Everything Will Flow
by: Will Brooker / Richmond University
In an article from 2000, seeking a word to describe the cross-platform convergence of early 21st century popular culture – the spilling from one type of screen to another, the alliance of TV or cinema texts with interactive websites where the fiction opens up into interactive simulations – I fixed on “overflow” as an update of Raymond Williams’ 1974 coinage, “flow”. Williams was describing the disruptive, dreamlike experience of watching American television, with its constant flash-forwards of promised shows to come and flashback reminders of stories gone before; its snatches of teaser-trailers for current affairs sliced into the middle of drama series, and its lack of obvious distinction between commercials and programmes. Glossaries of cultural theory suggest two other common uses of the same term, from Deleuze and Guattari (1983), describing subversive energies that are repressively channelled and structured by bourgeois society, and Manuel Castells (1997), discussing the transit of wealth, information and finance in contemporary communication networks.
There is, however, another definition of “flow”, distinct from yet in some ways relatable to Williams’ use of the term. It is the central concept in Mihaly Csikszentmihalyi’s work, and according to Csikszentmihalyi it provides nothing less than the key to human fulfilment. Flow, in this context, is the pleasurable sensation of losing oneself in an activity – work, a game, a physical or mental challenge – and becoming immersed, with everything perfectly meshing in a harmonious state where goals are set and satisfyingly met. Flow, or “optimal experience”, involves a paradoxical balance between structure and release, between control and surrender, between heightened awareness of self and a sense of connection with others, between concentrated focus on a goal and a feeling of automatic effortlessness; time contracts or stretches and the individual merges with the activity, totally absorbed.
This sense of immersion, where the everyday is transcended and the participant enters a different state of being, a form of communion with a text, a process and sometimes with other participants, seems to offer a fascinating approach to the experience of watching television: in particular the more intense viewing practiced by fans with their favoured shows. When a devotee of 24 unplugs the telephone and disconnects the doorbell ten minutes before the programme begins; when Twin Peaks cultists prepare coffee and cherry pie for a group screening; when a viewer of Dawson’s Creek wears her Capeside High t-shirt during the episode and plays one of the show’s soundtrack CDs afterwards while participating in the virtual community at Capeside.net, these viewers are engaging in a ritual experience that aims for, if not a total absorption in the diegesis, then at least partial immersion and a liminal state of existing between the real and the fiction, temporarily removed from time and place. The sensations described by Csikszentmihalyi’s research subjects, from mountaineers through chess and basketball players to dancers – “that’s all that matters” (p.58), “it becomes your total world” (p.58), “your concentration is very complete” (p.52), “the concentration is like breathing – you never think of it” (p.53), “your comrades are there, but you all feel the same way anyway, you’re all in it together” (p.40) – could surely apply equally to the TV fan at the moment of closest engagement with his or her favoured show.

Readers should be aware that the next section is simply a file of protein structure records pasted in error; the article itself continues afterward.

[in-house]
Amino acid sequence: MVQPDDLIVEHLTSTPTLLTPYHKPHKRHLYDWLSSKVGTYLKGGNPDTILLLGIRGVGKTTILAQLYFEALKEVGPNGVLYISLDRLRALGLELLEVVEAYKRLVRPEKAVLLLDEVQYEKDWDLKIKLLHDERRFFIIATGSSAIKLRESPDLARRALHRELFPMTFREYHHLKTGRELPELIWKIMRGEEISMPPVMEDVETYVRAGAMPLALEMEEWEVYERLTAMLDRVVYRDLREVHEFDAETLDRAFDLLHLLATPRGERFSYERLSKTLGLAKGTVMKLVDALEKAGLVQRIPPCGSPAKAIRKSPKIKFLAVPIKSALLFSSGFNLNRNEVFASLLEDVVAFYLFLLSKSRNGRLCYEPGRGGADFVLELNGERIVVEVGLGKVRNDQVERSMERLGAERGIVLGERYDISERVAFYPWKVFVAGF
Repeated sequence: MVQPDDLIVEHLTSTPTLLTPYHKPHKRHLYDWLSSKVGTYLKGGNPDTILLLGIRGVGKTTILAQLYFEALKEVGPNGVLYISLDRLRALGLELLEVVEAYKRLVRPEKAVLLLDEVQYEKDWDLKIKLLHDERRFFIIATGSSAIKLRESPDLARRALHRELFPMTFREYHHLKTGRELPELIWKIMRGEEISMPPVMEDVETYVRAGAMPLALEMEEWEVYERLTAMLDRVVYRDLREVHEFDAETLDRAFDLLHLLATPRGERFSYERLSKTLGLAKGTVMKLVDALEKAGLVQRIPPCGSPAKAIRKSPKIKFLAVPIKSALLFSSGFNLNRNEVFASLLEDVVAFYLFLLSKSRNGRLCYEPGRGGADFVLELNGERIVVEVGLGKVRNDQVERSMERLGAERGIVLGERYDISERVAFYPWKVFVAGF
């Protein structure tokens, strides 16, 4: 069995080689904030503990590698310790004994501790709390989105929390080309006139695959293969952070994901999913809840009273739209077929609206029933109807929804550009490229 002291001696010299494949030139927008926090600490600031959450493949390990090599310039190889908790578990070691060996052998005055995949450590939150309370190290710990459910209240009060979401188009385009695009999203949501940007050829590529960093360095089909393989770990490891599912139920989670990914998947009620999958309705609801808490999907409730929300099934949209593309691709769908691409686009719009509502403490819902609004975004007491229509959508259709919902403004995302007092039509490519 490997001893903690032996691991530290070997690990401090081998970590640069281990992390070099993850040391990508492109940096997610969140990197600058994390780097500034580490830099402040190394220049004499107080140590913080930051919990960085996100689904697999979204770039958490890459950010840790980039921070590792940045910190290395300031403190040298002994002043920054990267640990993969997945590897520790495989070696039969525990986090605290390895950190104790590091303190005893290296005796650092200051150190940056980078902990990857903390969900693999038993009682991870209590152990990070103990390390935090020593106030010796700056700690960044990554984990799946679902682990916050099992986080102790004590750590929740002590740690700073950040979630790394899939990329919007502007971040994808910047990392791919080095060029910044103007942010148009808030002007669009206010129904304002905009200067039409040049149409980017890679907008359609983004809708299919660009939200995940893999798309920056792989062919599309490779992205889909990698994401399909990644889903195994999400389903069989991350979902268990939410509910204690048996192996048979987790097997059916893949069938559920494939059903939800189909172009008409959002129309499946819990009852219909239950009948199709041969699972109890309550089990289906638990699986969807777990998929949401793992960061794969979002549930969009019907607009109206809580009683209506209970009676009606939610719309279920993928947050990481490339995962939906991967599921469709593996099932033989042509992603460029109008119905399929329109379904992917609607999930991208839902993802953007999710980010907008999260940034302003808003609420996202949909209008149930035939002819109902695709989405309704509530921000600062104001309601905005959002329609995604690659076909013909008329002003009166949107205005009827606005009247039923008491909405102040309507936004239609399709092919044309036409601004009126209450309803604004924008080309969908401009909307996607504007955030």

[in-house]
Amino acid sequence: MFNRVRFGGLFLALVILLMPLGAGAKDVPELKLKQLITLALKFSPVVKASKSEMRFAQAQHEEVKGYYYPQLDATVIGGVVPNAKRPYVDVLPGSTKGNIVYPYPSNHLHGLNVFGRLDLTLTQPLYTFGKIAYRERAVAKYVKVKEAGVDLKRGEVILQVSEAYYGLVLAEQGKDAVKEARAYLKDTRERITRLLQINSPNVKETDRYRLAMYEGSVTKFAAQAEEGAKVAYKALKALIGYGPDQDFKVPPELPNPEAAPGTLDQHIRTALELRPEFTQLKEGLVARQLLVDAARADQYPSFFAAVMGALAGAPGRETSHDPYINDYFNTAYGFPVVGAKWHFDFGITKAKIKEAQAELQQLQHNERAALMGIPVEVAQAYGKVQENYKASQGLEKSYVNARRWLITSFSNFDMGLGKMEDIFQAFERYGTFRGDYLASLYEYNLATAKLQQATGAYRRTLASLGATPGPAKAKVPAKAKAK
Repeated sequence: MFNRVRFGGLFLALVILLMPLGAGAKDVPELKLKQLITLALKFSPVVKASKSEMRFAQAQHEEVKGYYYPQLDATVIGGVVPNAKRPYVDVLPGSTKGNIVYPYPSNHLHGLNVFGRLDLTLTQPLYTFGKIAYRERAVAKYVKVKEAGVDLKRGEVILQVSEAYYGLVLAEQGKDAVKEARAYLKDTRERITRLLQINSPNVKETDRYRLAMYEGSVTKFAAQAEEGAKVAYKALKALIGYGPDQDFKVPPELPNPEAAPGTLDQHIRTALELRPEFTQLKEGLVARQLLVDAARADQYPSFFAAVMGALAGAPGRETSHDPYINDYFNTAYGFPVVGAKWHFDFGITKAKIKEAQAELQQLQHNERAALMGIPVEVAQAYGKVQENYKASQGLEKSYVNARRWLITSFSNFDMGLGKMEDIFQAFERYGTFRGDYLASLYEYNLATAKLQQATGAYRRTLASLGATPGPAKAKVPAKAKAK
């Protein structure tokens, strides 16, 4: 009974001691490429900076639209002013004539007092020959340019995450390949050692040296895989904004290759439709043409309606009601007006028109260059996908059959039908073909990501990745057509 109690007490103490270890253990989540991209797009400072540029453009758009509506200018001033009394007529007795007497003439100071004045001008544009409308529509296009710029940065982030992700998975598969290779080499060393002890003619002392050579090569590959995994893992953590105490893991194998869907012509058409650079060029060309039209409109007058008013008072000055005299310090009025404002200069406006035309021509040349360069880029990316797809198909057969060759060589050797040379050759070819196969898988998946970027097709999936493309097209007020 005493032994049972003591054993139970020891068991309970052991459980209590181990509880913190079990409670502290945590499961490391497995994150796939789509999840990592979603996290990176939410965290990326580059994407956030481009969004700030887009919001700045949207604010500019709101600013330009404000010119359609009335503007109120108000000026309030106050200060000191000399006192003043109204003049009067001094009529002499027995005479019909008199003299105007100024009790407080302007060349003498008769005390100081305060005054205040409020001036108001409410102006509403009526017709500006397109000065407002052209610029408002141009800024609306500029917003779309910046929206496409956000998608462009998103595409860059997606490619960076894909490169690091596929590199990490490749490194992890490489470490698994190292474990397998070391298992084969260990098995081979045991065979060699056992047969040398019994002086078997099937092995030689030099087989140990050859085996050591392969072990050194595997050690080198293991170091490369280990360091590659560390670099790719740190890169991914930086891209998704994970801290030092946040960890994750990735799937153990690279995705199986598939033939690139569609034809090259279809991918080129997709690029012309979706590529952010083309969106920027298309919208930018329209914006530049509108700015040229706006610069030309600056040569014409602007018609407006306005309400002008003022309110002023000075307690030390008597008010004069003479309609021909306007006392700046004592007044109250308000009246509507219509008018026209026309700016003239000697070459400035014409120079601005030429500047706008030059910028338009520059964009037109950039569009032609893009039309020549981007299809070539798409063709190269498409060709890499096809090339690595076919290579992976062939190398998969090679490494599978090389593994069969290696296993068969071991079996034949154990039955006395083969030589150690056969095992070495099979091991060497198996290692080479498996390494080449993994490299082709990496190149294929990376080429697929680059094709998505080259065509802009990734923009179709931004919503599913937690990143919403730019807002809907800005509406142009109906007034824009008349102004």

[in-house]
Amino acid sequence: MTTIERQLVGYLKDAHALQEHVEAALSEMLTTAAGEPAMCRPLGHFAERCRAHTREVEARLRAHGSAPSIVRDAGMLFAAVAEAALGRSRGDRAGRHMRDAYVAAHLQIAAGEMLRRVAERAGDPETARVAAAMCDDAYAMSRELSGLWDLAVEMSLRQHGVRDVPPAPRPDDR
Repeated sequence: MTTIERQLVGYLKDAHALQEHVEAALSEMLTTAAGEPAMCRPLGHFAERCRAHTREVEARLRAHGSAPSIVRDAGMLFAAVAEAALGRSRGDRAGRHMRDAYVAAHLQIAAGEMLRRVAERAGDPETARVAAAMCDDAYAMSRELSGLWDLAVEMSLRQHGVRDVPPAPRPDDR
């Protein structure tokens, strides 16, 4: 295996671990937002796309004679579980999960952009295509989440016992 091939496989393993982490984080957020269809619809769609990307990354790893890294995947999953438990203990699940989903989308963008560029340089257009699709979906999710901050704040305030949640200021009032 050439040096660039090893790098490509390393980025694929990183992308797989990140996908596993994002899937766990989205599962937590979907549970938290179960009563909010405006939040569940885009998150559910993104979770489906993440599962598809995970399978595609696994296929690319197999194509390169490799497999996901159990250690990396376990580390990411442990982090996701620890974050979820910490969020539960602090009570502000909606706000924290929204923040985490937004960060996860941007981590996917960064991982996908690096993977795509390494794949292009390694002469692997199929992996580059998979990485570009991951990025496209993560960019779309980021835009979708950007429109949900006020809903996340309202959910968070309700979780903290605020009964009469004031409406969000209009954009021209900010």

The only obstacle to applying this fascinating model to the experience of TV fandom is Csikszentmihalyi’s attitude to television. He doesn’t merely fail to mention TV viewing in his discussion of flow activities; he deliberately excludes it, denying it any such potential and only referring to it as a negative example, a contrast to more worthwhile practices. “Dance, theatre and the arts in general” are dignified as the category of mimicry, “in which alternative realities are created” (p.72); pretending or dressing-up as someone else, connecting with another identity, is praised as “stretch[ing] the limits of…ordinary experience”, and compared with tribal masking rituals. (p.73) Reading is “the most often mentioned flow activity around the world”, and studying a work of art can transport the viewer symbolically to “a separate reality” (pp.118-119) Sex and eating can be transformed from biological urges into flow experience with the right kind of discipline and discrimination. (p.101, p.114) Even trench warfare and criminal activity such as vandalism or joyriding are, according to Csikszentmihalyi’s respondents, potential sources of flow (p.68). The audience at a live concert is in a prime situation to experience flow through joint participation; yet Csikszentmihalyi allows that listeners to recorded music at home can also reach a state of flow through active engagement. These sophisticated listeners “begin by setting aside specific hours for listening. When the time comes, they deepen concentration by dousing the lights, by sitting in a favourite chair, or by following some other ritual that will focus attention.” (p.111)